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Clinical networks will not be 'thrown out with the bathwater'

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Plans have been announced for the creation of national clinical networks covering four condition areas.

The networks will be centrally-funded and hosted by the new NHS Commissioning Board, which is taking over responsibility for the day-to-day running of much of the health service from the Department of Health.

They will be known as strategic clinical networks and are intended to build on the success of current NHS networks at local and regional level, the most well known of which have been for cancer.

The four areas chosen by the commissioning board to be covered by the new networks are:

  • cardiovascular disease (including heart, stroke, renal and diabetes)
  • cancer
  • maternity and children
  • mental health, dementia and neurological conditions

Announcing the strategic clinical networks, the NHS Commissioning Board said they would “cover conditions or patient groups where improvements can be made through an integrated, whole system approach”.

“These networks will help local commissioners of NHS care to reduce unwarranted variation in services and encourage innovation,” the board said.

NHS medical director Sir Bruce Keogh said retaining clinical networks after the transition to the health service’s new commissioning structure would “avoid throwing the baby out with the bathwater” in the reforms.

He said: “We are keen to preserve things which we know have worked and worked well. There is a feeling networks have been instrumental in helping to improve care.”

The networks will exist for up to five years and will be managed by 12 locally based support teams. Those running the networks – who are currently mainly employed by primary care trusts – will work for newly created local area teams, which will operate as “hubs” for the NHS Commissioning Board.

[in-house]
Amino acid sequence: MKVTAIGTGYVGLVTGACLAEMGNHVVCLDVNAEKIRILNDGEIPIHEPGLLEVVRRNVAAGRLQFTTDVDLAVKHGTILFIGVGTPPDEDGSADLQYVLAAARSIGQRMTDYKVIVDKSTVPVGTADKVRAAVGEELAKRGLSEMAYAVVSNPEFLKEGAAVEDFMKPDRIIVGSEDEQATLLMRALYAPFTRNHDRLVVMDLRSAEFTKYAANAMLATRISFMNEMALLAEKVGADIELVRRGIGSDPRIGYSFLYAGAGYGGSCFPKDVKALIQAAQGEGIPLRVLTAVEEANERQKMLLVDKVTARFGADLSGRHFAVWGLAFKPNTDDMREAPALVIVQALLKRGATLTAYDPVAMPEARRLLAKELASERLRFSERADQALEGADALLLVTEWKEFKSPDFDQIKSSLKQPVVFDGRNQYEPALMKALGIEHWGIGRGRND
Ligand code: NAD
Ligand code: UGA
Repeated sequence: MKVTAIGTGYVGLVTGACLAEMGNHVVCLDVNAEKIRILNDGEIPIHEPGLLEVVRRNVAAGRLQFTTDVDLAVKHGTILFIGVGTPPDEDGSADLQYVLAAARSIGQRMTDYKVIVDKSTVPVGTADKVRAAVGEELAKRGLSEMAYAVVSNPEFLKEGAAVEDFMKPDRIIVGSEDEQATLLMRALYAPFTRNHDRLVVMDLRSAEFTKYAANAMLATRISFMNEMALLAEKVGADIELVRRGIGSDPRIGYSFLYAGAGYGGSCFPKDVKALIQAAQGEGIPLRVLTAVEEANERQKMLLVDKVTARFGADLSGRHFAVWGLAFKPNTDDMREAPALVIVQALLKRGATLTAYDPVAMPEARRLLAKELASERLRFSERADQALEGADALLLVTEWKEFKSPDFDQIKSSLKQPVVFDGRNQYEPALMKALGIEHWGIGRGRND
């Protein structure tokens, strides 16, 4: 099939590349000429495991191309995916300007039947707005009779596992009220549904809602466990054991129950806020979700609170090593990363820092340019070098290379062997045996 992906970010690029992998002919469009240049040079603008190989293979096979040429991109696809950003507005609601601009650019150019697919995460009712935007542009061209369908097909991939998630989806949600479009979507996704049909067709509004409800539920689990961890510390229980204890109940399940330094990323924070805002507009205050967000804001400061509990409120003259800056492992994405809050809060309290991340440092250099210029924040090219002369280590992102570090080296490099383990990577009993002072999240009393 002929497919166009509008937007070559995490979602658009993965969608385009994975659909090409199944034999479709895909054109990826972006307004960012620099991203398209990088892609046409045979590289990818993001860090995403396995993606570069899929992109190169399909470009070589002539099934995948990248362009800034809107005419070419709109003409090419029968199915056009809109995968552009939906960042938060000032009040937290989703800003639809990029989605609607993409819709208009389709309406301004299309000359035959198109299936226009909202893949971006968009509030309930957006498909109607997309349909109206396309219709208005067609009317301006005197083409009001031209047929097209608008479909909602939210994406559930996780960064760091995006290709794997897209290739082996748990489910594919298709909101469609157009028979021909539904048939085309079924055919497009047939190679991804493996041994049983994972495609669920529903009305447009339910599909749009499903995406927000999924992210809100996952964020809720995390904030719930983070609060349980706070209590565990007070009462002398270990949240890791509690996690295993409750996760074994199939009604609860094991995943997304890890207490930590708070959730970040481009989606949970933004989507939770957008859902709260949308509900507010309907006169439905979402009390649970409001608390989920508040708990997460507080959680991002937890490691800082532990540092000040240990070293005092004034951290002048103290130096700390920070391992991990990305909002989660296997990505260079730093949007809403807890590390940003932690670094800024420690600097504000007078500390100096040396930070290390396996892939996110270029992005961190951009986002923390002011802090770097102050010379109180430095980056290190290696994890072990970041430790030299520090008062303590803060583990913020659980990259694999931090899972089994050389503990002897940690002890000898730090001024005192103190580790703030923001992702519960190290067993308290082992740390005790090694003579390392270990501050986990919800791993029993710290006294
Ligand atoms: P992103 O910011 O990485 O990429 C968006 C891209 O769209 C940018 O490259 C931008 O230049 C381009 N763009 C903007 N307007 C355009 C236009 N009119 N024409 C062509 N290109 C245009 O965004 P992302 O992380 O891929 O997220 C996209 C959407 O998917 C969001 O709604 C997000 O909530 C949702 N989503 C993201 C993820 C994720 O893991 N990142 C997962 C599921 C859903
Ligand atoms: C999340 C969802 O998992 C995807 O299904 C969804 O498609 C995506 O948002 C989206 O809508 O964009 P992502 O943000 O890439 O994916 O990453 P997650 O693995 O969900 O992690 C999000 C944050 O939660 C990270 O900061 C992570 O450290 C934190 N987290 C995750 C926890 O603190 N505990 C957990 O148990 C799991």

However, the announcement does not include details of funding for running the networks.

Other types of clinical networks will have to be formed and supported by commissioners and providers independently.

In response to the announcement, Mike Hobday, director of policy and research at Macmillan Cancer Support, said: “Cancer networks have played a central role in driving up the quality of cancer services and ensuring that patients get the care that they deserve.

“While we’re pleased that there is greater clarity on the role they will play in the reformed NHS, further assurances are needed around their focus and function.

“Proposals suggest networks will focus on early diagnosis,” he said. “This is key in improving survival rates but it’s vital they also continue to improve cancer patients’ experience and ensure they receive co-ordinated care.”

Royal College of Midwives chief executive Cathy Warwick said the announcement was “potentially very good news for women and families and for midwifery services”.

She said: “The RCM believes that these strategic clinical networks will play a key role in driving up the quality and standard of services….[and] help to ensure the coordinated  delivery of care during a woman’s pregnancy and beyond.

“The challenge will now be to work with the NHS Commissioning Board to set up and develop these networks in a way which ensures they can make a very significant contribution to the experience of women and their families,” she added.

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